Jun 2013 16

3D Printer - part 2

Progress on my 3D printer continues.

I chopped out all the MDF pieces in about an hour — it helps having a complete set of plans and dimensions, and a good drop saw! I printed out some NEMA 17 stepper motor drilling templates and taped them to the wood. It's then a quick punch-drill operation and I have all the holes in the right place to mount a stepper motor.

I soon had a good pile of bits, ready to start assembly. I started with the base by gluing on the foot/stabilisers.

The X axis motor bracket and supports followed soon after. At the end of the day I was left with this collection of components and assemblies:

This weekend I tacked the printer bed. I recut the printer bed to give me a slightly larger working area and cut the linear rails to length. Working on a sheet of ex-scanner glass,  I mixed up some 5 minute epoxy and glued the first end into position.


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Jun 2013 10

A 3D printer - part 1

Now that one machine is working well, it's time to make another. While idly browsing the wide wide world of web recently, I came across the Printrbot Simple, which is a remarkably simple and compact 3D printer. Now I've wanted a 3d printer for some time, however they have always required a lot of components, many of them specialised and difficult to get a hold of.

The Printrbot Simple however uses laser cut wood for the bulk of it, and nothing too complex for the rest.

So after studying it for a while, I set about making one.

A 3d printer is a printer that extrudes melted plastic to build up solid objects, layer by layer. The quality is acceptable, although not nearly good enough for model making. However a 3d printer really shines through for fabricating components for other machines: brackets, mounts, supports, etc. Items that would require lots of tedious measuring, cutting, drilling, milling, sawing, glueing, and so forth can instead be quickly designed on the ...

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Jun 2013 10

MrCNC - part 4

Continued from part three...

At the end of the previous update I was busy waiting for a 5-8mm shaft coupling to arrive. However I realised that with a big of creativity, I could always steal one from elsewhere on the machine.

Using some heatshrink tubing, cable ties, superglue, and flexible tubing from an old inkjet printer, I bodged together this flexible coupling:

That left me with a spare aluminum shaft coupling, just what I needed to finish my new spindle.

The spindle I made out of MDF and consists of:

ER11 collet nut2 608zz ball bearings2 more 608zz ball bearingsA 8mm to 5mm shaft couplingA big DC motor with 5mm shaft, from an old cordless drill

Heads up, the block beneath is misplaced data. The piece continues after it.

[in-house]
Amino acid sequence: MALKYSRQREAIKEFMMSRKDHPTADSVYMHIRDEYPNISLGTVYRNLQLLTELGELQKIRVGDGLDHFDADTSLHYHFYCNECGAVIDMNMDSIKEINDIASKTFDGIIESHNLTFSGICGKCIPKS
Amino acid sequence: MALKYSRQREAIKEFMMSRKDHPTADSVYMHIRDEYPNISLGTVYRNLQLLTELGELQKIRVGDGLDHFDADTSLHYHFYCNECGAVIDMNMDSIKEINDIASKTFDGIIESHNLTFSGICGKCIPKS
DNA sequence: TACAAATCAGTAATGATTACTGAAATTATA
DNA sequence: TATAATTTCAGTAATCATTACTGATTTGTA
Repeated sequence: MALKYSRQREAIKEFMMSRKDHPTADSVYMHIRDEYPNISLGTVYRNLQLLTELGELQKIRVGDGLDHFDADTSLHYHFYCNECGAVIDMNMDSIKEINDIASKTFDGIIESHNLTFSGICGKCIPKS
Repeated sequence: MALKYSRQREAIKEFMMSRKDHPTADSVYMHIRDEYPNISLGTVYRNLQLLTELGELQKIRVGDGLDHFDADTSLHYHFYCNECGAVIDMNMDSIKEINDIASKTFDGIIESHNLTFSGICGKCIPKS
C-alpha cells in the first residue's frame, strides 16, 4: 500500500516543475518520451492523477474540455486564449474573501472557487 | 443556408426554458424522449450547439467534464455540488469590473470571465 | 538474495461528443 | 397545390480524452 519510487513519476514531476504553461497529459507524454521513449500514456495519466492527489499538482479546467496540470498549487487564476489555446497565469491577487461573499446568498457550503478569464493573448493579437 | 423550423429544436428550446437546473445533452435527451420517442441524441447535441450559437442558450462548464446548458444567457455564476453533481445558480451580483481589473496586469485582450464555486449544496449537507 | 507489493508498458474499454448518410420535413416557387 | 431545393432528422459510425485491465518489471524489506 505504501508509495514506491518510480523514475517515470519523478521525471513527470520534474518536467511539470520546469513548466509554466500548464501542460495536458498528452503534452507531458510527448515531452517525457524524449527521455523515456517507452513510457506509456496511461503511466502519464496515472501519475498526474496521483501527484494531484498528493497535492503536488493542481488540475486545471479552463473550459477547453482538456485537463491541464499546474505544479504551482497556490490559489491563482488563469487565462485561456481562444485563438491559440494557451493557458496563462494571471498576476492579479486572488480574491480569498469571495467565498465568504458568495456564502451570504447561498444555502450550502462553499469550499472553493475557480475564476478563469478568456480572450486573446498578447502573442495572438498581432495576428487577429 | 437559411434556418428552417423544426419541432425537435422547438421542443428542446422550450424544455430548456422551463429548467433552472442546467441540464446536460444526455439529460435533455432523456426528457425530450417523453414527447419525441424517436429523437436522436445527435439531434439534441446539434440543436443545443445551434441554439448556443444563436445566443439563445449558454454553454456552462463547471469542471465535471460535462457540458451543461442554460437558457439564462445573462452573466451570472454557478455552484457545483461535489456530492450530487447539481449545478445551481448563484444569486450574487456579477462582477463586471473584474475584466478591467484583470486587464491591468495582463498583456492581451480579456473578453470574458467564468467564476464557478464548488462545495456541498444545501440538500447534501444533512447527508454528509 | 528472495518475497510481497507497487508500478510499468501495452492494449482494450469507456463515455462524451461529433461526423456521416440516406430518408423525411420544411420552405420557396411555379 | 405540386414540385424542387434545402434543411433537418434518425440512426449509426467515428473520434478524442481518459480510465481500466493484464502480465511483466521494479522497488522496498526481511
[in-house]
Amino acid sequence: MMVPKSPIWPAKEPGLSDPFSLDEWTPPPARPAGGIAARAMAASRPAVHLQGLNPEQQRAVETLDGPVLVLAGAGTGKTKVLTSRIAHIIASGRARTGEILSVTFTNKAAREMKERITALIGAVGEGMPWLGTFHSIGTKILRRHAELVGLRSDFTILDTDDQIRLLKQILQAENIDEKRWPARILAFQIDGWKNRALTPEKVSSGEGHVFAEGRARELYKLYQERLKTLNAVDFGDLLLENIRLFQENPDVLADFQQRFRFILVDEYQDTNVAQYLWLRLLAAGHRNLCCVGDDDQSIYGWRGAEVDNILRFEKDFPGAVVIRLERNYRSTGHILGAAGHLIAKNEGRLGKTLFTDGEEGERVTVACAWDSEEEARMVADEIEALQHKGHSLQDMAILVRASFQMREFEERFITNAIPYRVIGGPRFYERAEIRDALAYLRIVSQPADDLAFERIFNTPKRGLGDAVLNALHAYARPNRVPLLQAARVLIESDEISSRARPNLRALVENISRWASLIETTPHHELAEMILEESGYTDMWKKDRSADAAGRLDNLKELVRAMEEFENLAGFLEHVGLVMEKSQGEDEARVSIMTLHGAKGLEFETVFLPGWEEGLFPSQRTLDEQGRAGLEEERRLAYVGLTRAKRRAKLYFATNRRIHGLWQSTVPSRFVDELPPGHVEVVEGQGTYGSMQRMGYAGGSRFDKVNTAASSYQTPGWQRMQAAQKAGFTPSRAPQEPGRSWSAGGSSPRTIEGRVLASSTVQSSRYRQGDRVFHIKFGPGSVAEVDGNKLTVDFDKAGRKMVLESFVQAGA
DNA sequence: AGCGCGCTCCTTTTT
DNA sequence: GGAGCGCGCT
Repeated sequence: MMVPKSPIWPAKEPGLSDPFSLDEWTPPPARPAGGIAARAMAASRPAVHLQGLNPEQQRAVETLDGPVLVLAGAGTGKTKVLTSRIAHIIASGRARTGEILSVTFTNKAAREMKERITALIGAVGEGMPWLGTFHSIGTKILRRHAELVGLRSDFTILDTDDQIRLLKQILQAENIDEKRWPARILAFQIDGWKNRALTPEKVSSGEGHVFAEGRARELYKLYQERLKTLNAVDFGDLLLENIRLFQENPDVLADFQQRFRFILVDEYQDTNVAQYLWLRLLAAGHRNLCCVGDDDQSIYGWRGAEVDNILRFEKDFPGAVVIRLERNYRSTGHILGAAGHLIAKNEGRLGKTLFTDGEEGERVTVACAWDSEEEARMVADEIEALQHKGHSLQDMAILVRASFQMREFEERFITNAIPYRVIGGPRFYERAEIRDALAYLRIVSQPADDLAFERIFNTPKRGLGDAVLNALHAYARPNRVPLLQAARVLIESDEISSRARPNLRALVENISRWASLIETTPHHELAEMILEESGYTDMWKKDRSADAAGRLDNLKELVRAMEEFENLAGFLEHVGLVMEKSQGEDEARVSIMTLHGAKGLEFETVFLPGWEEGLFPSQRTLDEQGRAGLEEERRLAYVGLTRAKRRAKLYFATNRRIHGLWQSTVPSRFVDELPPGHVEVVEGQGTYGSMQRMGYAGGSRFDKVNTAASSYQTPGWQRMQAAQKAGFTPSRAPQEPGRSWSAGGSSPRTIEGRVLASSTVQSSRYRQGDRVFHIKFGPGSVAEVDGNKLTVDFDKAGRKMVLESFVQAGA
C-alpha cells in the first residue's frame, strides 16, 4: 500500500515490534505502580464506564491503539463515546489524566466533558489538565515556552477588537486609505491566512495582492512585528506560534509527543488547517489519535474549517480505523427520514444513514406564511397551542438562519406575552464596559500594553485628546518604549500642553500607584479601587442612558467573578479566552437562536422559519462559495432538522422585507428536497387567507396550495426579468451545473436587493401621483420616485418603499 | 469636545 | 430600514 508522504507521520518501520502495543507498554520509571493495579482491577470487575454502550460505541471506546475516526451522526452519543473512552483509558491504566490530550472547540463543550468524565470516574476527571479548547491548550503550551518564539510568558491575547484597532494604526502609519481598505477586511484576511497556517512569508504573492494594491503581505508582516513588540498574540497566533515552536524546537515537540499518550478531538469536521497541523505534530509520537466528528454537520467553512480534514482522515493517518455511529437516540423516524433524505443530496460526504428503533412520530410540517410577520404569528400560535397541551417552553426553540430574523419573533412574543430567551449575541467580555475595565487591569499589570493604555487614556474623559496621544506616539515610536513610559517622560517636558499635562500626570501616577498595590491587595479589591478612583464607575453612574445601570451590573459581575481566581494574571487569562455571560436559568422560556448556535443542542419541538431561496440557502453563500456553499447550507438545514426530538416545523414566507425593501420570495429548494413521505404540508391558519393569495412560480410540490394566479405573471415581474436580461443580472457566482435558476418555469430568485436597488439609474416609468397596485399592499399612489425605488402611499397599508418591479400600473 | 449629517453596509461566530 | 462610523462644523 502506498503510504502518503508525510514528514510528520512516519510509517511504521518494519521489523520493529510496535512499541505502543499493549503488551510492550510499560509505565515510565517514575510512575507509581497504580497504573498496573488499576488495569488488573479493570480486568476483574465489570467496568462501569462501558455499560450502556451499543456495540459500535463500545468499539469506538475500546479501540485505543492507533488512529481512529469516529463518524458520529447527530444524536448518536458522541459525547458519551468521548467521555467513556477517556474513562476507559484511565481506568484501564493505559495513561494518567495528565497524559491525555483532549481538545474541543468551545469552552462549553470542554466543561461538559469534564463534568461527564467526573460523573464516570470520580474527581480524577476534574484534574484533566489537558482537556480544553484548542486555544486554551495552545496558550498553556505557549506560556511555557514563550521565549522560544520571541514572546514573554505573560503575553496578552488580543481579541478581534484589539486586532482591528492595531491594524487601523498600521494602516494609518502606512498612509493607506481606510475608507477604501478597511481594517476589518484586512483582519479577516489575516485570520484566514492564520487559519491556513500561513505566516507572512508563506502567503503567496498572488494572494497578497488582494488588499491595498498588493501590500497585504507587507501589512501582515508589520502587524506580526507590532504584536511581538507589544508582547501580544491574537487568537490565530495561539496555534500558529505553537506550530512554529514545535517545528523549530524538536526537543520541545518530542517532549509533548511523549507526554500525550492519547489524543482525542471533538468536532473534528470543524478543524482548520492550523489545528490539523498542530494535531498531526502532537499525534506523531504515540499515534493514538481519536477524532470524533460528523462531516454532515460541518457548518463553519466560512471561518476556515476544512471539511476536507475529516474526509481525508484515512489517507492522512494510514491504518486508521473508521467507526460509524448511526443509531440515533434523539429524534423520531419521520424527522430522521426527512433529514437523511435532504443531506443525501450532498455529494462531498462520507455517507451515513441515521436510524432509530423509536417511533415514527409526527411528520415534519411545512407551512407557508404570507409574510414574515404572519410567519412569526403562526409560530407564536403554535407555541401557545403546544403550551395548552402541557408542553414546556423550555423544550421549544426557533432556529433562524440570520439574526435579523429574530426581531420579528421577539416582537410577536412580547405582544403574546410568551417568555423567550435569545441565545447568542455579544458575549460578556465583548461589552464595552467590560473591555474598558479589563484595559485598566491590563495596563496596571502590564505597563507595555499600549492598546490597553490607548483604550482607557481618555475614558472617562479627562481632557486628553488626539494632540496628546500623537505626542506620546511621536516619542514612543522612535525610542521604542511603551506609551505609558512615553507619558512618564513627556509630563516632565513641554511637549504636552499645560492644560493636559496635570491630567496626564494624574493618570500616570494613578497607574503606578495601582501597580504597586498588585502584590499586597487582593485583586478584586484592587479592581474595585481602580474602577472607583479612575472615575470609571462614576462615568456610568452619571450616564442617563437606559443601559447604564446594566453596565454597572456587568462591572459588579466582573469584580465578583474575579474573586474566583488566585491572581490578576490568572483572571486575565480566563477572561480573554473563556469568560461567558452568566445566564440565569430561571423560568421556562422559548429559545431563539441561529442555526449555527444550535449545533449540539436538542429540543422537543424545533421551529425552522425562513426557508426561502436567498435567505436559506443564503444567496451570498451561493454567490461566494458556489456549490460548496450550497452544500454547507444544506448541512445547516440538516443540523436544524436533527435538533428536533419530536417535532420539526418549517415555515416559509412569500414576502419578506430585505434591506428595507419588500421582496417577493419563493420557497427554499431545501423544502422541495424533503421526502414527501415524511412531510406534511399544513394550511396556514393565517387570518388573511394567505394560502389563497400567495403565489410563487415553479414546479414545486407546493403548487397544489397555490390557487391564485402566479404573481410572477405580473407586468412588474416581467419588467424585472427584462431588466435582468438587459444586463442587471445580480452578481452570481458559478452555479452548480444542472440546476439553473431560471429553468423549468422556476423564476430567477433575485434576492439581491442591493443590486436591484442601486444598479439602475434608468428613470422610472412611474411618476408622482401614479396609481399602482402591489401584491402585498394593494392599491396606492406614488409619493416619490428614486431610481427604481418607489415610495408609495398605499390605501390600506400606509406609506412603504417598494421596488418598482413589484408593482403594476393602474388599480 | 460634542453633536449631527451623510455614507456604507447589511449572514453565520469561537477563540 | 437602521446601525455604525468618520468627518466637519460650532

It went together reasonably easily with a good helping of 5 minute epoxy glue.

The hardest bit was aligning the motor and the shaft. If it's not perfect, it rubs and the power transfer suffers.

Meanwhile, a pair of 2 flute, 4mm HSS end mills had arrived i...

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Jun 2013 3

MrCNC - part 3

Continued from part two ...

Now that the machine works, it is time to do something with it! My first carving was the LinuxCNC text which took a few attempts to get right, but once working seemed good. Second cut was something called "chips", which it turns out is a lovely wee penguin:

Detail is a bit rough around his foot, and the other flipper snapped off, however for a first go I was pretty impressed. The foam isn't amazing to machine, the beads tend to remain, but it's about all my machine can manage at the moment with it's poor-man's-spindle.

I spent quite a bit of time getting the homing configurations correct, as there are many different variables and they don't all make a whole lot of sense. When I finally got my head around HOME, HOME_OFFSET, MIN, MAX, etc it started making sense and I was able to get the results I was after.

For my second piece, Rachel had said "I...

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May 2013 26

MrCNC - part 2

Continued from part one...

With the Z axis mostly done, it was time to turn my attention to the Y axis. The Y axis moves across the work, and supports the Z axis.

I started by cutting the two end pieces out and match-drilling them. I now had a problem though; my linear rails were each 1m long, and not especially cheap, so in order to gain some vertical work-height, I had reduced the Y length and now had a gap to span between the outside faces of the machine and the ends of the Y axis rails. In other words, I had to make some spacers. I made these out of 18mm MDF which gave me some extra space for the shaft coupler and 8mm ball bearing at the other end.

As per the Z axis I added the linear bearings with my patent-pending mounting blocks, and another cast "bolt". Some careful measurements and adjustments with my square ensured that both sides of the Y axis were true and then it was ...

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